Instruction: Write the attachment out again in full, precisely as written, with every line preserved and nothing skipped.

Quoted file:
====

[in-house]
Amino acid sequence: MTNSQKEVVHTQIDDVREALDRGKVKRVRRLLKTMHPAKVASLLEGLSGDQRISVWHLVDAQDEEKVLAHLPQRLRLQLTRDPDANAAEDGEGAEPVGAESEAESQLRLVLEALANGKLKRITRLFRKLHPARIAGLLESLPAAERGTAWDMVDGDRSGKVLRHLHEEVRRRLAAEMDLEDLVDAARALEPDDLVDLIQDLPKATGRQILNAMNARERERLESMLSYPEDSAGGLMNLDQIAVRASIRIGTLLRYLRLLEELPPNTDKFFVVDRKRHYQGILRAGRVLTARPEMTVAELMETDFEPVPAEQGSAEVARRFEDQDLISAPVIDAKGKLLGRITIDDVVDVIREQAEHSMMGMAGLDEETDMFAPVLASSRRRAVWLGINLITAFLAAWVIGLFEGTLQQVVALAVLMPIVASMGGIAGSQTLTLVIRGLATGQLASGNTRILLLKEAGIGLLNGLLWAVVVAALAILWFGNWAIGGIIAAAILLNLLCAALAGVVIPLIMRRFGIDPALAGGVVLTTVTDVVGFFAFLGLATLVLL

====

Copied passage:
[in-house]
Amino acid sequence: MTNSQKEVVHTQIDDVREALDRGKVKRVRRLLKTMHPAKVASLLEGLSGDQRISVWHLVDAQDEEKVLAHLPQRLRLQLTRDPDANAAEDGEGAEPVGAESEAESQLRLVLEALANGKLKRITRLFRKLHPARIAGLLESLPAAERGTAWDMVDGDRSGKVLRHLHEEVRRRLAAEMDLEDLVDAARALEPDDLVDLIQDLPKATGRQILNAMNARERERLESMLSYPEDSAGGLMNLDQIAVRASIRIGTLLRYLRLLEELPPNTDKFFVVDRKRHYQGILRAGRVLTARPEMTVAELMETDFEPVPAEQGSAEVARRFEDQDLISAPVIDAKGKLLGRITIDDVVDVIREQAEHSMMGMAGLDEETDMFAPVLASSRRRAVWLGINLITAFLAAWVIGLFEGTLQQVVALAVLMPIVASMGGIAGSQTLTLVIRGLATGQLASGNTRILLLKEAGIGLLNGLLWAVVVAALAILWFGNWAIGGIIAAAILLNLLCAALAGVVIPLIMRRFGIDPALAGGVVLTTVTDVVGFFAFLGLATLVLL